This time of year you are virtually guaranteed to have bought or at least seen a place decorated with lots of pumpkins. But these orange gourds can be more than just decorations. If you find yourself with some extra un-carved pumpkins, consider offering them to your pet as a seasonal treat.
Although pumpkins are not packed with nutrients they are about 90 percent water and do have a sweet flavor to them. Some horses have even developed a taste for them, but stick to feeding this fruit as a treat rather than a significant part of their diet. In fact it is wise to limit how much pumpkin you feed your pet. Too much pumpkin, depending on your pet, can lead to loose bowl movements.
As summer comes to a close and we start moving into fall, that means spider season is coming. Spiders are everywhere and often depicted as creepy crawly biting nuances, but they are in fact a useful critter because of their role in controlling your home from flies, aphids, wasps, mosquitoes and lots of other insidious beasties. It’s difficult to protect your pet from them 100% of the time since pets naturally have an inquisitive nature, but there are steps you can take to prevent this from happening.
Cat’s Are Vegetarians! Just Kidding.
Cats may not be vegetarians, but everyone knows they love catnip, along with many other herb plants as well. Expert opinions are mixed when it comes to deciding the benefit of plants for cats. Some say there are no benefits whatsoever and that they chew on it because they are bored or like the way it feels. While others say it is a great source of fiber, can help improve digestion and remove any indigestible materials such as fur from grooming or feathers. Whatever your cats desire, there may be many benefits to having an indoor garden for your feline companion.
We’re in the heat of summer and even though you may enjoy those hot days hanging out at the beach or trolling the mall, it doesn’t mean your cat needs a little enrichment in their lives. Enriching your cats indoor environment can help reduce their destructive behavior, by implementing a Visually Enriching Environment.
In a lather over choosing the right horse shampoo? Knowing a little something about the ingredients will help you in selecting the right product. There are many shampoos on the market today have the same cosmetic and health benefits that shampoos formulated for dogs and people do. There are all natural, coat enhancing and hypoallergenic shampoos as well as some that heal skin problems, incorporate insecticides and liniments. So how do you choose from such a diverse selection?
Horses have sensitive skin and like us some are more susceptible to irritation than others. If your horse has ever broken out in hives, you’ll want to be particularly careful when choosing their shampoo. A hypoallergenic, olive oil or aloe-based product is a good choice and less likely to irritate the skin. Olive oil and aloe have natural anti-inflammatory properties and not likely to cause an allergic reaction.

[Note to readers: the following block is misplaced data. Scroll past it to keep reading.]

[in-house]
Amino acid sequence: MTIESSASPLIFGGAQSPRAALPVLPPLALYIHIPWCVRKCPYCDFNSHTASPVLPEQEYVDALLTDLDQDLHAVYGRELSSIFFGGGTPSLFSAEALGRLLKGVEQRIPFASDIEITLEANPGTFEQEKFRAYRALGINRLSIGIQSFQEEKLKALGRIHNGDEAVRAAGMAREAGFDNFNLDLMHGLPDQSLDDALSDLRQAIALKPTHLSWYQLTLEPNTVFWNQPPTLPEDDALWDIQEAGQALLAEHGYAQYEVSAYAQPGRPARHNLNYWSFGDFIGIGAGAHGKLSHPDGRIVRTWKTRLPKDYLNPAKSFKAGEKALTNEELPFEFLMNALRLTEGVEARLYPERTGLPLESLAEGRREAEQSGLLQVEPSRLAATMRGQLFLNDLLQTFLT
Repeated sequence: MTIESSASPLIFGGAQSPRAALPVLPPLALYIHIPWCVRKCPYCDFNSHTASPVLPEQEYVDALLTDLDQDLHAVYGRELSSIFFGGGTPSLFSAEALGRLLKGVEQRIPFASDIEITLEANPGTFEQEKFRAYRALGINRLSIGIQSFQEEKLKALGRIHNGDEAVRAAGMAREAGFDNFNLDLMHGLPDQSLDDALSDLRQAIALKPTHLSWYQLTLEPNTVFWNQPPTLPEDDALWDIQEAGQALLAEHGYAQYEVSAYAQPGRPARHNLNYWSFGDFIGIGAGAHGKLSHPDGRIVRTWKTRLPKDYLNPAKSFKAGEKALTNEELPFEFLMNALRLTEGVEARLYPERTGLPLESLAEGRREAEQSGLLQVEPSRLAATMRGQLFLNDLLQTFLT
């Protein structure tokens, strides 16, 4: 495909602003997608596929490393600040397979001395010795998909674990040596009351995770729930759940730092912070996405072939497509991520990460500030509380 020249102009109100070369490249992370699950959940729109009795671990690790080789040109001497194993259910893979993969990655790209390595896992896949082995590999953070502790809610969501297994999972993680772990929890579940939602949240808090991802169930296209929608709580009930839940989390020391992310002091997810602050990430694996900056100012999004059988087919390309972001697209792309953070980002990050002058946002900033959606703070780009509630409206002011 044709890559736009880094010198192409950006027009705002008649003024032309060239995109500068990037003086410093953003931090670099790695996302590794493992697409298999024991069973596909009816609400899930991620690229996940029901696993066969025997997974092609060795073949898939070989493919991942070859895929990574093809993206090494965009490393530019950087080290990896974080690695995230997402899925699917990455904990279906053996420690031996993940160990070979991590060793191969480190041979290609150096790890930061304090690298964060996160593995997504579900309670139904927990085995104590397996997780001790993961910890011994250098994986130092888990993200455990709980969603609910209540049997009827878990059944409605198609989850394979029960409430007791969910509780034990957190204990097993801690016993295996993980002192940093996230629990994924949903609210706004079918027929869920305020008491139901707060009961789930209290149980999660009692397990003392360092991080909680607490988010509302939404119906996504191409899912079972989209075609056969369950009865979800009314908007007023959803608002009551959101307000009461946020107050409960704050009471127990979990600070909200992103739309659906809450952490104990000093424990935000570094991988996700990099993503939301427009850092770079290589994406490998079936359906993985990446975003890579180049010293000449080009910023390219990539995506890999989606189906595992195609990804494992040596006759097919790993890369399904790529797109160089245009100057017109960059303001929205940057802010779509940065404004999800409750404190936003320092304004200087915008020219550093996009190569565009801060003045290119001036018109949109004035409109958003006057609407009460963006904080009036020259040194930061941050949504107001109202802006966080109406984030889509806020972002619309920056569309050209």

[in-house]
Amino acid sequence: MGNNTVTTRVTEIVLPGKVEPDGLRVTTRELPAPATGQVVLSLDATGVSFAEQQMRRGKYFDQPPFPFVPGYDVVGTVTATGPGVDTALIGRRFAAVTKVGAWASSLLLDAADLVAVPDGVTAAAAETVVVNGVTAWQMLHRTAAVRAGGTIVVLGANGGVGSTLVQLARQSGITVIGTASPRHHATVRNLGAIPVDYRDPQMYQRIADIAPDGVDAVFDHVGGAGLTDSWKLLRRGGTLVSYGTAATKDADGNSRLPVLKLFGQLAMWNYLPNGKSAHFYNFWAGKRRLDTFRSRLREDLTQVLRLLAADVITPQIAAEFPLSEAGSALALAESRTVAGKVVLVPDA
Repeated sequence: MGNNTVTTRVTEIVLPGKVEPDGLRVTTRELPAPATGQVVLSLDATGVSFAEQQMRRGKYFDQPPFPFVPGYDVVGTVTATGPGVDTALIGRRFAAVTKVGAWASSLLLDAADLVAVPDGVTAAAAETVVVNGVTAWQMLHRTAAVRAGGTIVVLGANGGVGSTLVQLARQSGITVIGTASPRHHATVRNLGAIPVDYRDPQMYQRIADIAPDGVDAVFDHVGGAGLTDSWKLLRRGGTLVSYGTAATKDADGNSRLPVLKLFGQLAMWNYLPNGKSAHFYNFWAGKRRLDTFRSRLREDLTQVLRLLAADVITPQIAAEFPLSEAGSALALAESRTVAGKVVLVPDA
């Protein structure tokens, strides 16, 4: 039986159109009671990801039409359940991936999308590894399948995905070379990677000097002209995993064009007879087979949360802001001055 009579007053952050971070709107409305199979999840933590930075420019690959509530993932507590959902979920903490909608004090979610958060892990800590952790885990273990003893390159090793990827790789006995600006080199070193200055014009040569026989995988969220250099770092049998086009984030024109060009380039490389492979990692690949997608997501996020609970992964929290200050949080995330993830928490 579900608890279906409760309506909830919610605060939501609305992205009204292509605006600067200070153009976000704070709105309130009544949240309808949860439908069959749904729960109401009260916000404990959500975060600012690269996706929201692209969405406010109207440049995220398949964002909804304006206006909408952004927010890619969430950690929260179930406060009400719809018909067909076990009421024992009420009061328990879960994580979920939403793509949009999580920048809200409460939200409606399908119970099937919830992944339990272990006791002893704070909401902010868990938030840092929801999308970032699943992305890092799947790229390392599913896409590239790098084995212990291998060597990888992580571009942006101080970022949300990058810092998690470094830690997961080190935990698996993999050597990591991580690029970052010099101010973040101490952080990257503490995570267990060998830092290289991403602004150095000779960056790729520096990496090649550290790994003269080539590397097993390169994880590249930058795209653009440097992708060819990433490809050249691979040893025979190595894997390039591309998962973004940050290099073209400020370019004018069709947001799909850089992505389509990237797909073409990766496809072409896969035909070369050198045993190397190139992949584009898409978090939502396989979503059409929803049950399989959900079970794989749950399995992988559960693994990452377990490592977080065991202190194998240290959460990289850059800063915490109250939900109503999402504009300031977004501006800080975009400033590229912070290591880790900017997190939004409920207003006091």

Natural treatments and repellents for fleas can be found by using essential oils and ingredients are a natural insecticide and deterrent that can either kill or deter fleas. Cats are too sensitive to essential oils, making natural flea repellents for cats a little different than dogs.
Do you ever notice that some pets seem to get fleas more than others? The reason for this may be the general health of your pet. If your dog or cat has a severe flea problem, it is sometimes a signal that their health is not as good as it should be. Many pet foods that contain by-products and harmful additives are nutritionally inadequate for our pets. By feeding your pet a high-quality, natural diet, you improve their health and dramatically increase their protection from fleas. A healthy animal does not taste or smell as good to fleas.
If you live east of the Mississippi, you’ve probably never heard of this danger. But those west of the river, especially on the west coast and in the southwest are quite aware of the word FOXTAILS.
Foxtail barley, Hordeum jubatum, is a perennial grass found west of the Mississippi river. From early spring to early summer, this beautiful dark green grass produces a seed head that looks like a bushy foxtail. However, come late summer, they begin to dry out and become foes of our pets. Once dry, the seeds detach easily from the main plant and their barbed awns attach to most anything, especially fur. The awn has a very sharp point with side barbs that help propel it forward and stop it from backing or falling out.
Spring is here and that means longer and warmer days, flowers blooming and FLEAS! In our three-part newsletter, we will tell you more about fleas, ticks & lice and how to treat them naturally. My pets make up a huge part of my life, and since I regularly foster too, I naturally wanted to learn how to treat my pets with natural products and methods to keep fleas away. There are many flea preventatives out there, but many of them are full of chemicals that could have harmful side effects.
Dental care is an important part of your pet’s well-being. Regular at home examinations could help keep your pet pain free and catch any signs of dental disease before they become a problem. An at home dental exam should only take a few minutes and should be done at least once a month.
First, make sure your pet is comfortable with you handling his or her face and with placing your fingers around their mouth. For some pets, this may not be comfortable for them and may take a little patience. Start slowly, by working with them a little bit everyday so that they begin to get use to you having your hands around their head and mouth.